excellent as an exposition that the Masters wanted it for their archives.

[P60.] It is difficult to see why this should be; much of the information
given us in the book is at variance with their teaching and furthermore it
is not clear, for example, which 'astral' plane he is describing, the HPB
or the A.B./ CWL one, the former being the 2nd plane of Nature and the
latter being the 4th.

[P61.] There is also no mention of the 'etheric double' in the HPB/Masters
classification of the human principles. It is to this double that CWL
ascribes many of the qualities that HPB attributes to her astral body.

[P62.] The changes of numbering of the principles where Kama (emotion,
desire) was put 2nd instead of 4th is important. An aid to the
understanding of THE SECRET DOCTRINE is analogy and correspondences.

[P63.] In the Masters' literature Kama as the 4th principle is emphasized
in the evolutionary stages of development in the 4th Round, the 4th Race,
the 4th Substance, not the 2nd.

[P64.] One example of the extent to which the members of the Theosophical
Society, from senior members to the newest, were 'infected' by CWL is
exemplified by Jinarajadasa's acceptance of the fact that CWL's Astral
Plane manuscript had in fact been transmitted magically to the Masters.

[P65.] Obviously also Jinarajadasa's statement that he, in common with
others, had had several initiations about which he knew nothing except what
CWL told him, again raises the question of CWL's veracity.

[P66.] As the years progressed the divergence between the HPB/Masters
teachings and the second generation Theosophy widened; even basic
information was changed, e.g. the introduction of the 'etheric double'
(with four 'etheric' states of  physical matter),  the alterations  to the
classification of principles and planes, and the CWL account of the
after-death states which is quite different from that of the Masters, etc.

[P67.] The divergence of the two systems became clearly apparent with the
publication of the Mahatma Letters in 1924/5. It was unfortunate that, for
a number of reasons, their publication had been delayed till then.

[P68.] Apart from 'occult' material in them, these letters set a background
of specific purpose to the founding of the Society.  This was closely
related to the Masters being regarded as one tier of membership in the
Society, with their accepted Chelas as a second and the ordinary members a

[P69.] To begin with this was the case but it obviously ceased to be so on
HPB's death (if not before). An attempt to reintroduce it by edict later
was obviously spurious.

[P70.] The Letters also describe in some detail  the conditions that were
essential for a relationship between the Masters and their Chelas. These
conditions were very stringent,   particularly   regarding   honesty  and

[P71.] In the period after HPB's death and with the withdrawal of the
Masters once again into obscurity, instead of direct guidance from or
association with the Master, even if it were visiting him in the Astral,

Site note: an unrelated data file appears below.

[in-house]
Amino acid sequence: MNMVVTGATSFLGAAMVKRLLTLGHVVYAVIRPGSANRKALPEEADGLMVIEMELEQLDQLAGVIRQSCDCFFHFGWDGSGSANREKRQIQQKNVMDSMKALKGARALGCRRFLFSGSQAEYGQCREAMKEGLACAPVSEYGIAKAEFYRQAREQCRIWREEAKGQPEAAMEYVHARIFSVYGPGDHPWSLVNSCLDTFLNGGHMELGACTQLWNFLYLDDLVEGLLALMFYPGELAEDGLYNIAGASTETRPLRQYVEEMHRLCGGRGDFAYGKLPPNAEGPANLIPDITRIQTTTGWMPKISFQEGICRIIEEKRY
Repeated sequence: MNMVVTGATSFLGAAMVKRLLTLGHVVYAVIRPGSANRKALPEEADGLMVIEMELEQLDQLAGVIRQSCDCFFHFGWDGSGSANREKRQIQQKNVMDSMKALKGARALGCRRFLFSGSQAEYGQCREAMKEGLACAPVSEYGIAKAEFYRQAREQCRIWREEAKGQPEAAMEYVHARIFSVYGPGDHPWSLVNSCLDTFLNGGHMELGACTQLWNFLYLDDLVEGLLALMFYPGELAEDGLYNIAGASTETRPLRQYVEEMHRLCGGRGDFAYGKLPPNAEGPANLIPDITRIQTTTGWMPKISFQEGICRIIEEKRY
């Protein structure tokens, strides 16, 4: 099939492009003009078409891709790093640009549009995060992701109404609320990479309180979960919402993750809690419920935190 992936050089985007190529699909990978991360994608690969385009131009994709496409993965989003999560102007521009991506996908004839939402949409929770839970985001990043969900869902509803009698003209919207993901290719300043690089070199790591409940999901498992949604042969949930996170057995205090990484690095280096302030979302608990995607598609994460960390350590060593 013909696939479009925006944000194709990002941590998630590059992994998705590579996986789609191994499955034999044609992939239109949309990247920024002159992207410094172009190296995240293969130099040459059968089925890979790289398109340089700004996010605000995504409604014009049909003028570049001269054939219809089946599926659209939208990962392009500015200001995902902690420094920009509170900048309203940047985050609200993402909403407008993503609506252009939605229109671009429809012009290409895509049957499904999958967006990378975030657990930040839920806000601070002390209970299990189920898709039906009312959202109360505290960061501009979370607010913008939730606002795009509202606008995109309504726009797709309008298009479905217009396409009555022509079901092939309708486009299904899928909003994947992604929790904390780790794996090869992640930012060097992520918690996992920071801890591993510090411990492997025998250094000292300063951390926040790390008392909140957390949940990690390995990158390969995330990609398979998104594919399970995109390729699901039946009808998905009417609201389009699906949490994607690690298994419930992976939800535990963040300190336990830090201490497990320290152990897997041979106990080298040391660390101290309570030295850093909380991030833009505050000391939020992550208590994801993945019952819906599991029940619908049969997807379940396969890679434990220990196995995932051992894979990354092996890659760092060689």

the practice grew up of this being done indirectly.

[P72.] For example, people were taken to the Masters in their astral bodies
for initiations etc., but about which next day they knew nothing apart from
what they were told. In one or two places the Masters do say that this can
happen in the matter of training but not by proxy. Further, initiations
are  matters  of  enhancement  of  waking consciousness and  this can
occur only  when certain conditions created necessarily by the pupil, not
someone on his behalf, have been met.


[P73.] Regardless of the state of the Society, thanks to the Masters'
insistence and help, and the sacrifices of HPB, the world and particularly
the Society have a voluminous and authentic Initiate-Master-inspired

[P74.] The Society itself is now a world-wide organization of an idealistic
and benevolent nature, inspired by the idea of universal brotherhood, but
the second and third objects are interpreted very loosely and widely to
include anything from  UFO's  to  what  is generally extraordinary and

[P75.] All this, however, against a background of what might be termed
'religion' or spirituality, mostly by way of, for example, the Eastern
exoteric scriptures and various ideas on Theosophy, methods of yoga and
meditation. There is also in some places a strong adherence to the Liberal
Catholic Church and Co-Masonry as if they were indeed part of the
theosophical movement.

[P76.] In some places, notably Africa, the Theosophical Society is
identified with the Theosophical Order  of Service. Charity is impressed on
every member through the brotherhood idea; there are however hundreds of
charitable organizations to work for and there can be nothing special about
the 'theosophical' one to warrant its association with the Society.

[P77.]  Similarly  the  Round  Table  is an admirable organization but
again nothing in it is  specifically theosophical.

[P78.] Theosophical Science groups while keeping interested members
informed of current scientific matters have seldom if ever related science
to anything specifically associated therewith in the classical theosophical
literature. Because some  scientific  members  have  found  faults  and
inconsistencies in 'scientific' statements in the literature they have
abandoned the whole grand theosophical system, demonstrating at least a
lack of a sense of proportion.

[P79.] Where older Lodges have survived, and in Section central libraries,
books on Theosophy on display or listed in catalogues, are mostly those of
the second generation writers. Their contents on the whole are taken to be
Theosophy without question.

[P80.] A few individuals try to correct this situation but their influence
generally is very small. Only a scattered and  desultory  interest  is
paid  to  the classical 'theosophical literature of the HPB/ Masters era.
The idea is widespread that the jealously guarded freedom of thought of
members can mean that anyone's views or opinions about 'theosophy' can be
put out as such.

End of Part 2 of 3